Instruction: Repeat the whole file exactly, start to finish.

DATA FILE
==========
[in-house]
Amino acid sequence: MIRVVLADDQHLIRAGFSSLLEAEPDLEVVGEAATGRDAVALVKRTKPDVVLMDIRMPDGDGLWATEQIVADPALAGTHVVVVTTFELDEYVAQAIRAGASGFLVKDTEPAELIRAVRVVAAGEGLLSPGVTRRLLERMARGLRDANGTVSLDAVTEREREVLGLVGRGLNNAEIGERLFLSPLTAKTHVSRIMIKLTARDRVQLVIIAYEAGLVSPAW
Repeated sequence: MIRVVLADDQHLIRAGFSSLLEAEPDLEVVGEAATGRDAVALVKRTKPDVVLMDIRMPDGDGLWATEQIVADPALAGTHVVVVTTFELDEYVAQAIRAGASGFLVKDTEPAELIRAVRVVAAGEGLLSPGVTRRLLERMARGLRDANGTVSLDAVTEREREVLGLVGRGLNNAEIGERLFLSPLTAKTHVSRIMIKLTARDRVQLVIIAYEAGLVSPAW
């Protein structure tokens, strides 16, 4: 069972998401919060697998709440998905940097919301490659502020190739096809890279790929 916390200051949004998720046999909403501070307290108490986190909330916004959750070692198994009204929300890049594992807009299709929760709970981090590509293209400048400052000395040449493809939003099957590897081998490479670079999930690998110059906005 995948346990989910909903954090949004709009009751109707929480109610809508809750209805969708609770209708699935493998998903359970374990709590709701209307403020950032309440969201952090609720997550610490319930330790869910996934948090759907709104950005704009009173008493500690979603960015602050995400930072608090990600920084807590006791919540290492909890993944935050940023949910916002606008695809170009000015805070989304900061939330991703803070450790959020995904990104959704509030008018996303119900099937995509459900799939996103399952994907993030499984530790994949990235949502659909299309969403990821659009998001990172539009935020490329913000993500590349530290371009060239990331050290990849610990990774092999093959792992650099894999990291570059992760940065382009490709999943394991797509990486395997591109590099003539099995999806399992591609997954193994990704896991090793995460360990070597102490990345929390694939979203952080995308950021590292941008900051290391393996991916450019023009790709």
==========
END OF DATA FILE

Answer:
[in-house]
Amino acid sequence: MIRVVLADDQHLIRAGFSSLLEAEPDLEVVGEAATGRDAVALVKRTKPDVVLMDIRMPDGDGLWATEQIVADPALAGTHVVVVTTFELDEYVAQAIRAGASGFLVKDTEPAELIRAVRVVAAGEGLLSPGVTRRLLERMARGLRDANGTVSLDAVTEREREVLGLVGRGLNNAEIGERLFLSPLTAKTHVSRIMIKLTARDRVQLVIIAYEAGLVSPAW
Repeated sequence: MIRVVLADDQHLIRAGFSSLLEAEPDLEVVGEAATGRDAVALVKRTKPDVVLMDIRMPDGDGLWATEQIVADPALAGTHVVVVTTFELDEYVAQAIRAGASGFLVKDTEPAELIRAVRVVAAGEGLLSPGVTRRLLERMARGLRDANGTVSLDAVTEREREVLGLVGRGLNNAEIGERLFLSPLTAKTHVSRIMIKLTARDRVQLVIIAYEAGLVSPAW
């Protein structure tokens, strides 16, 4: 069972998401919060697998709440998905940097919301490659502020190739096809890279790929 916390200051949004998720046999909403501070307290108490986190909330916004959750070692198994009204929300890049594992807009299709929760709970981090590509293209400048400052000395040449493809939003099957590897081998490479670079999930690998110059906005 995948346990989910909903954090949004709009009751109707929480109610809508809750209805969708609770209708699935493998998903359970374990709590709701209307403020950032309440969201952090609720997550610490319930330790869910996934948090759907709104950005704009009173008493500690979603960015602050995400930072608090990600920084807590006791919540290492909890993944935050940023949910916002606008695809170009000015805070989304900061939330991703803070450790959020995904990104959704509030008018996303119900099937995509459900799939996103399952994907993030499984530790994949990235949502659909299309969403990821659009998001990172539009935020490329913000993500590349530290371009060239990331050290990849610990990774092999093959792992650099894999990291570059992760940065382009490709999943394991797509990486395997591109590099003539099995999806399992591609997954193994990704896991090793995460360990070597102490990345929390694939979203952080995308950021590292941008900051290391393996991916450019023009790709």